Conquering Eczema with Diet and Hydrotherapy


This personal story was shared with us by Foods Matter, from their December 2006 issue. The author found relief from eczema through dietary changes like dairy-free living, but also through hydrotherapy. Because eczema is common among those with food allergies and intolerance, we wanted to share this helpful story.

Sara Hannan describes her family’s experience with the healing waters of Avène-les-Bains in southwestern France. It’s a hydrotherapy centre which is renowned for its success with eczema and psoriasis.  If you are racking your brains for a present for an eczema or psoriasis sufferer this Christmas, gift them a stay in Avène-les-Bains. It’s a tiny village in beautiful south-west France and home to the Avène hydrotherapy centre.

Conquering Eczema through Diet and Hydrotherapy

My battle with eczema

My own battle with eczema began in my first months. Of course in 1971 breastfeeding was out of fashion. My mother was given an injection to dry up her milk, without even being asked if she wanted to try feeding.  We now know that dairy products are highly problematic for atopic people. If you have eczema, whether or not you have ‘tested’ positive for a dairy allergy,  you should try cutting out dairy products for a couple of months.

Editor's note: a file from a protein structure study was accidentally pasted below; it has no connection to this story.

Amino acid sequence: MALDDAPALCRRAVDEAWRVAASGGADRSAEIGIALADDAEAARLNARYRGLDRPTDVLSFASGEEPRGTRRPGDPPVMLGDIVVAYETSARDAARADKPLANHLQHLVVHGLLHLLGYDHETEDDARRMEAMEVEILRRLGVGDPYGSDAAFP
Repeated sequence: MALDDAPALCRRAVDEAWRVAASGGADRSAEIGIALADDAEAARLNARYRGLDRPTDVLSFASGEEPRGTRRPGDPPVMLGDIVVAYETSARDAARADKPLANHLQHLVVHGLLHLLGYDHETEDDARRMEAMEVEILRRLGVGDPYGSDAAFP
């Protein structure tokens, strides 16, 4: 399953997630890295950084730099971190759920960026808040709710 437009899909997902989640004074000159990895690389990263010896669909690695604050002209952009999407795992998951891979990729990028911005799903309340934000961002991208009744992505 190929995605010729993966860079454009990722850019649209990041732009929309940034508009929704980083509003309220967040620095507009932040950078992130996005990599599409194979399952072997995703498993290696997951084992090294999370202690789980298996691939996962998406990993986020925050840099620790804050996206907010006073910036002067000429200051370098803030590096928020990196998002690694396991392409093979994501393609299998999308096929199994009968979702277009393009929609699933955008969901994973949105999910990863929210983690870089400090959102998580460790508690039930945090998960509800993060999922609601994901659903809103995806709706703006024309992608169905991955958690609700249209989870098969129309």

Back then – as is sometimes the case even now – no connection was made between diet and skin conditions. So I bumbled along with eczema and allergies, hayfever and ‘bronchitis’ (actually misdiagnosed asthma) and stuffed myself full of steroids, antibiotics and antihistamines. I reacted so violently to one particular vaccination that my mother was brave enough to refuse the rest.

Dietary change

Relief came when I was about eight in the form of a herbalist, who changed our diets. She rid my mother, permanently, of rheumatoid arthritis and me of my eczema for the remainder of my childhood years.  My next flare-up came after O-levels. I now realise that this was not to do with the stress of exams, but was the result of a brace which was slowly dislocating the disks of cartilage in my jaw, and thereby placing my body under terrible strain. The holistic dentist who diagnosed my jaw problem three years ago was convinced that most of my health problems (eczema, candida and digestive problems) were due to the misalignment of my jaw.


My skin worsened in my late twenties, although it usually improved with homeopathy and diet. But, after a particularly stressful period at work, the final straw came when I became pregnant with my first child. I was covered in eczema and riddled, with candida. My body went into overdrive to protect my baby, but left the rest of me in a terrible state. I’d chanced upon an article about Avène, and as soon as I got to 14 weeks, I packed my bags and got on a train (flying plays havoc with dry skin) to Montpellier.

First trip to Avène